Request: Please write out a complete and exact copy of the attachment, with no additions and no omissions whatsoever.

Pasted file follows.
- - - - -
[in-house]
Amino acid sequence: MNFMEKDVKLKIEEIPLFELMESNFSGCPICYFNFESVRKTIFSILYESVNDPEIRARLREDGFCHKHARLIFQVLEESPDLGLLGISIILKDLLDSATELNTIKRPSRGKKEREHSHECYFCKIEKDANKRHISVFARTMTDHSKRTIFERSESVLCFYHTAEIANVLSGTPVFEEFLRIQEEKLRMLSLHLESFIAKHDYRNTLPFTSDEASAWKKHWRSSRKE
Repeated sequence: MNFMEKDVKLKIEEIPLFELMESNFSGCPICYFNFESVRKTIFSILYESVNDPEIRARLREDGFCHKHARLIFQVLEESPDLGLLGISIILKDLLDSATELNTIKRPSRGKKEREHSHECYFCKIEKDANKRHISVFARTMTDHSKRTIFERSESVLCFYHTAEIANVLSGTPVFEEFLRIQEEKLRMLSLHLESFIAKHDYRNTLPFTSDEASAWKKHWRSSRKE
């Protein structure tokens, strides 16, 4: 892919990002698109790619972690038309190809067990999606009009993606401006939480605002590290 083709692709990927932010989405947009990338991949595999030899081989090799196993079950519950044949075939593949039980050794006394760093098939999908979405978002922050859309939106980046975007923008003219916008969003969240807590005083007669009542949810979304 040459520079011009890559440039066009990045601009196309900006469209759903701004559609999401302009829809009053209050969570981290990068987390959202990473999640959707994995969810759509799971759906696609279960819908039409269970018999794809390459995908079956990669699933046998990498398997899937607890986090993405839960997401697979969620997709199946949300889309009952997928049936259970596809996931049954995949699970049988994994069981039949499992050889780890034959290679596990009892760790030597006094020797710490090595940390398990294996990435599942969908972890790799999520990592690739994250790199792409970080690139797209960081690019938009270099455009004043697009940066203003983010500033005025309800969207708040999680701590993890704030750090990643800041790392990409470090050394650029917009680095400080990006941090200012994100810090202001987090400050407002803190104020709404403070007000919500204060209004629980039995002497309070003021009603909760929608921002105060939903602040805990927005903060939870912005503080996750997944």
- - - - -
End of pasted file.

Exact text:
[in-house]
Amino acid sequence: MNFMEKDVKLKIEEIPLFELMESNFSGCPICYFNFESVRKTIFSILYESVNDPEIRARLREDGFCHKHARLIFQVLEESPDLGLLGISIILKDLLDSATELNTIKRPSRGKKEREHSHECYFCKIEKDANKRHISVFARTMTDHSKRTIFERSESVLCFYHTAEIANVLSGTPVFEEFLRIQEEKLRMLSLHLESFIAKHDYRNTLPFTSDEASAWKKHWRSSRKE
Repeated sequence: MNFMEKDVKLKIEEIPLFELMESNFSGCPICYFNFESVRKTIFSILYESVNDPEIRARLREDGFCHKHARLIFQVLEESPDLGLLGISIILKDLLDSATELNTIKRPSRGKKEREHSHECYFCKIEKDANKRHISVFARTMTDHSKRTIFERSESVLCFYHTAEIANVLSGTPVFEEFLRIQEEKLRMLSLHLESFIAKHDYRNTLPFTSDEASAWKKHWRSSRKE
């Protein structure tokens, strides 16, 4: 892919990002698109790619972690038309190809067990999606009009993606401006939480605002590290 083709692709990927932010989405947009990338991949595999030899081989090799196993079950519950044949075939593949039980050794006394760093098939999908979405978002922050859309939106980046975007923008003219916008969003969240807590005083007669009542949810979304 040459520079011009890559440039066009990045601009196309900006469209759903701004559609999401302009829809009053209050969570981290990068987390959202990473999640959707994995969810759509799971759906696609279960819908039409269970018999794809390459995908079956990669699933046998990498398997899937607890986090993405839960997401697979969620997709199946949300889309009952997928049936259970596809996931049954995949699970049988994994069981039949499992050889780890034959290679596990009892760790030597006094020797710490090595940390398990294996990435599942969908972890790799999520990592690739994250790199792409970080690139797209960081690019938009270099455009004043697009940066203003983010500033005025309800969207708040999680701590993890704030750090990643800041790392990409470090050394650029917009680095400080990006941090200012994100810090202001987090400050407002803190104020709404403070007000919500204060209004629980039995002497309070003021009603909760929608921002105060939903602040805990927005903060939870912005503080996750997944």